Letter: Time must not diminish horrors of Holocaust

Time mustn't diminish horrors of Holocaust

To the editor:

The Nov. 26 letter from Connie Yannone saying that the main difference between the Nazis and ISIS is that the Nazis made their victims wait in concentration camps rather than kill them immediately was excellent.

Today there are many issues that people think are the worst things that have ever happened. The drug epidemic and homeless are huge problems, as are violence and jobs going overseas.

To me, what my dad and two uncles went through in the concentration camps eclipses all of those issues. They were Jews imprisoned solely because of their religion. Everyone in the camps was starved, tortured and made to perform labor. Plus no one ever knew what day would be their last day before being shot to death.

My dad, Edward Ditman, was well known in the local community as a Holocaust survivor. Unfortunately, he is no longer with us, and I miss him and my mom a great deal. My dad and my uncle recounted many times over the years their experiences in the death camps. My other uncle passed away in 1967 and I did not really have a chance to get to know him.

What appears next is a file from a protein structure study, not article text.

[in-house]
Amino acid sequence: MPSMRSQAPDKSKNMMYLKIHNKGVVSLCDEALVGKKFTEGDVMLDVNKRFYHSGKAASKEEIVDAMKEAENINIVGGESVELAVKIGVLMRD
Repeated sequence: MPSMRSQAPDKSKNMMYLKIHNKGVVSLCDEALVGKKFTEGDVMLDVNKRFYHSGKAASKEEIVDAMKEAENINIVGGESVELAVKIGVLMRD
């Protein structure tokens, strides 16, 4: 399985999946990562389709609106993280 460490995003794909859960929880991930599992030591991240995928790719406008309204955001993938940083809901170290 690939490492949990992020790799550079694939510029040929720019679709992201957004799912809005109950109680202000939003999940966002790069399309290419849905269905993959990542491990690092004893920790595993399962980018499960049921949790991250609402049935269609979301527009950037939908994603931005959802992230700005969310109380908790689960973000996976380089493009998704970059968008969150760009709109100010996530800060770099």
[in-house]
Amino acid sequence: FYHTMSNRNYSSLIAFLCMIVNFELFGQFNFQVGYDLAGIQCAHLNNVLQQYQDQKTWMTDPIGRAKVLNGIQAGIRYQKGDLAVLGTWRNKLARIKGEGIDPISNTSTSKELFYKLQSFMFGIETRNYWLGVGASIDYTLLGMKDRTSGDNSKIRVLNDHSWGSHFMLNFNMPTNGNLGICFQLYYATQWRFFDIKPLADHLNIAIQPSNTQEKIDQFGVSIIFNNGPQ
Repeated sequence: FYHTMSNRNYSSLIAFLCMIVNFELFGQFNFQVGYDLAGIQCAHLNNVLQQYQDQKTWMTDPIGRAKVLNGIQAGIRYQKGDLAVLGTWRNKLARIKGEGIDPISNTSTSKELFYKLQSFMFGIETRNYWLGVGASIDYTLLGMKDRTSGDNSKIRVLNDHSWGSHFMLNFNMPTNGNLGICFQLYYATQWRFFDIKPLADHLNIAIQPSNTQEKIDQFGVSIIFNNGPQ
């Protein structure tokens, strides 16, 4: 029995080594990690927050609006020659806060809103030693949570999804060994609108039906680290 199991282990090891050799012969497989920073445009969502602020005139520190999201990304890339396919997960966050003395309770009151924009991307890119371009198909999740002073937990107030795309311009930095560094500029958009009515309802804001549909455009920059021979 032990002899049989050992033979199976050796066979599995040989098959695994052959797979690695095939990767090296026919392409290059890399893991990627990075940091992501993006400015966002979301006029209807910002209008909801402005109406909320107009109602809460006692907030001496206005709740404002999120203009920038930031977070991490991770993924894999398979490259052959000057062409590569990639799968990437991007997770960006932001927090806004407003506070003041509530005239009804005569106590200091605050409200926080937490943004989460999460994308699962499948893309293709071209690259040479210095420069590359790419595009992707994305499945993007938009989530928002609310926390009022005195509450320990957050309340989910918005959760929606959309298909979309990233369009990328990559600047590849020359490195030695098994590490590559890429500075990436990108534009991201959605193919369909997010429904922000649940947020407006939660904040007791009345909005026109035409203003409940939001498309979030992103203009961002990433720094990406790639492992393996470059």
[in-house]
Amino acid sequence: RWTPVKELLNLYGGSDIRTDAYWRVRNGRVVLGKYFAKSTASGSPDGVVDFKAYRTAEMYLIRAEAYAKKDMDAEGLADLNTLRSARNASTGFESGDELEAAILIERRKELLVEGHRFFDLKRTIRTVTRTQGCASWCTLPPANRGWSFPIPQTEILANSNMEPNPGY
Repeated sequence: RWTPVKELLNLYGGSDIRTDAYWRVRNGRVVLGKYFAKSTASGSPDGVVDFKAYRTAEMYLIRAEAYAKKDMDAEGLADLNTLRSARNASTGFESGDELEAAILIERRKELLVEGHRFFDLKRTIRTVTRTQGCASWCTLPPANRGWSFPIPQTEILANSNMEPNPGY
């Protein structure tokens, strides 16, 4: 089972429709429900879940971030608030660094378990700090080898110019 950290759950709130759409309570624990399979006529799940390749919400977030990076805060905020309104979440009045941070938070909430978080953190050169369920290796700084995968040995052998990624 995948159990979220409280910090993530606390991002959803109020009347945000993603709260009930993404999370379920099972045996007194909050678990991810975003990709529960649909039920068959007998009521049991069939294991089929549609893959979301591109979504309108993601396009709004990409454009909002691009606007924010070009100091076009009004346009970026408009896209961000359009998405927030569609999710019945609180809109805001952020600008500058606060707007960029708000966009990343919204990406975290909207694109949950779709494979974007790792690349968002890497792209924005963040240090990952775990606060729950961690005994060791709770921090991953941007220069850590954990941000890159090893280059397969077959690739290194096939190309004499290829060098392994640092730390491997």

With at least six decades between the Holocaust and present-day America the brutality, horror and intensity of it all have faded somewhat in the mind of society. Having fewer Holocaust survivors alive has also contributed to that period of history seeming not as important. As I lived with that experience all my life through the experiences of my dad and uncle, the Holocaust is as real and vital as if it had happened yesterday.

It is wonderful that today we Americans can conduct our daily lives without fear of being starved, beaten and persecuted for being the religious group we are. I realize that in many places in our country there are violence and shootings related to drugs and guns, but still, let us never forget what the six million Jews and five million other assorted victims endured before perishing.

I am luck enough to have a picture of my dad's parents and the sisters and brothers that he lost. They are an extremely important part of my history and a microcosm that is multiplied many times over for the families of Holocaust survivors.

Diane Ditman, Pittsfield


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